Netflix seeks to enlist the Federal Communications Commission (FCC) as a fellow traveler in its fantasy of flat-pricing Internet access.  In this latest attack on other firms, it wants the FCC to ban Internet Service Providers (ISPs) from using “data caps,” i.e. charging for total amount of Internet data transferred above some threshold.

Landline ISPs price Internet access based on the speed at which Internet bits are transferred, e.g. 25 megabits per second service.  A few landline ISPs also charge for monthly data volume if it exceeds a high usage threshold.  For example, Comcast may set its high usage threshold at 1 Terabit per month.  Charter Cable (which now includes Time Warner Communications and Bright House cable) generally imposes no data cap.  Other ISPs will have pricing arrangements that reflect the costs and competition they face.  Terrain and population density are important cost factors in pricing that allows ISPs to be financially viable and able to pay for new infrastructure performing at the ever-increasing speed that the FCC defines as “broadband.”

Charges for total data volume are more commonly a part in mobile ISP charges.  It is common to see a $100 bundle with 4-lines and 18 gigabits suited to families with smart phones.  Families who subscribe to Netflix typically would use 300 gigabits if they switched all their customary TV viewing over to delivery from the Internet.  That would not challenge a landline broadband access service.

Ironically, for five years, Netflix meddled with the competitive marketplace, slowing the transmission of its movies to Verizon Mobile and AT&T Mobile customers while transmitting at full speed to customers of their competitors, T Mobile and Sprint.  At the same time, they hypocritically blamed ISPs for degrading the quality of the video.  That scam was successful at the FCC insofar as Netflix suffered no real consequences – just mild embarrassment, and now they are back at the FCC’s front door begging to disadvantage the ISPs again.

The FCC generally assesses broadband based on availability and speed in its reviews required in section 706 of the Communications Act.  Section 706 is intended to determine whether advanced communications capabilities are being deployed in a reasonable and timely fashion, and to determine any immediate action needed to accelerate deployment if infrastructure falls below what’s needed.

Although Netflix dreams otherwise, broadband deployment will not be accelerated by federal regulations that prevent charging for total usage above some high threshold.  Indeed, such charges would help curb bad actor customers from the excessive use that degrades everyone else’s experience of the shared infrastructure in their neighborhood.  Revenues from high volume use are needed to finance advanced equipment for higher speed Internet transmission infrastructure.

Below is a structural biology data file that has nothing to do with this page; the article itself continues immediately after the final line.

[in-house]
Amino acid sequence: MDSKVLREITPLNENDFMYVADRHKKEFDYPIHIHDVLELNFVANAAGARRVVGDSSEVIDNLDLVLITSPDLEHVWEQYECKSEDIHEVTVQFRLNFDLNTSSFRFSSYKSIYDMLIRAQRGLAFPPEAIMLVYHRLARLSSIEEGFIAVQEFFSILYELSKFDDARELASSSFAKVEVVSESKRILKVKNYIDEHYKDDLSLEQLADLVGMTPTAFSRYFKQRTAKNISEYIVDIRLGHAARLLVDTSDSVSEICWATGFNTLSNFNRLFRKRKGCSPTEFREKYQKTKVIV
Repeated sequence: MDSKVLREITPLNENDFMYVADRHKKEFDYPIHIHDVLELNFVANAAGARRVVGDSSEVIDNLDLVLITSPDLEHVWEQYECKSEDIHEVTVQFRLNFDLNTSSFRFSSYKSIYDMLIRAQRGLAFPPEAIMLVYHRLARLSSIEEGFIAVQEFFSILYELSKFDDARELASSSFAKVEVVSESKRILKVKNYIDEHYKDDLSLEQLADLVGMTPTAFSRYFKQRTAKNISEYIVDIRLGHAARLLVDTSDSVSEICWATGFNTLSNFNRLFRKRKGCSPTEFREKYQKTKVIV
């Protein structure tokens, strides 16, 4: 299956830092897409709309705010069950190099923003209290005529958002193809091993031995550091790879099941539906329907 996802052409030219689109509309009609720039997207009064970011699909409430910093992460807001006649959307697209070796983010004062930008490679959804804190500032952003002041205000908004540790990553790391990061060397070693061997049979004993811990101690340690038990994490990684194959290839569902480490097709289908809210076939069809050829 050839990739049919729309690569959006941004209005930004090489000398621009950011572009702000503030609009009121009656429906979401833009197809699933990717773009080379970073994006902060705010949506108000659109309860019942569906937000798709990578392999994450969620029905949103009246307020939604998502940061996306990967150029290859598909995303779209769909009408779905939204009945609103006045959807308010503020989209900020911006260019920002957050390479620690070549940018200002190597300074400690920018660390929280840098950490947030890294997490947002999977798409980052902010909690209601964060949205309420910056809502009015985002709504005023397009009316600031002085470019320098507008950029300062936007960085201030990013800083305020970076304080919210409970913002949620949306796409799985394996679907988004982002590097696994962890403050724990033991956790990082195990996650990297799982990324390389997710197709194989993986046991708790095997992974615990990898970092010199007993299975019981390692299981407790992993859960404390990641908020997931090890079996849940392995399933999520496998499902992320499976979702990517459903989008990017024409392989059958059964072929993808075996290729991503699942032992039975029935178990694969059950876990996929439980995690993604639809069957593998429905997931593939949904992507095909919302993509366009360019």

Charter, Verizon and AT&T evidently have no customers facing such charges.  Comcast’s landline customers face an Internet data charge only if they exceed three times what a typical TV viewer could transfer to Internet viewing.  Verizon and AT&T have no landline data caps and they offer speeds that go as high as 500 megabits per second.  Clearly Netflix is laying the foundation for more kvetching in the future.

Wireless is different.  Wireless services at one time inappropriately offered unlimited data plans, but most have withdrawn that offering.  The largest volume data plan Verizon Wireless now offers is a 100 Gigabit plan priced at $450 per month.  Wireless Internet services do not have the capacity to offer unlimited data that could support full-time video from Netflix, and wishing cannot make it so.  There is just insufficient wireless spectrum and infrastructure.  The FCC can help improve the volume of wireless data possible by expediting authority to use 5th generation wireless spectrum.  Spectrum in the 30 gigahertz and above bands will be essential to connecting the last 200 feet for customers.

In the interim, mobile customers are usually offered a collection of information and entertainment apps whose bit count does not accumulate against the monthly minimum.   These so-called “zero rated” services are popular among many content suppliers because the free samples or free episodes cultivate a longer term audience for the promoted program.   Netflix’s streaming competitors (including HULU and Amazon) offer programs with or without commercials and programs with or without a separate charge.  Netflix’s streaming industry is riddled with examples of price tactics that Netflix wants the FCC to ban.

Suppliers for whom the promotional approach is unappealing tend to criticize strategies employing “zero rated” services. Consumers seem to like them.  Netflix’s self-serving demand that the FCC ban data caps is unreasonable and would be counterproductive to the deployment of faster Internet.  Given Netflix’s earlier chicanery it is surprising anyone might take its opinion seriously.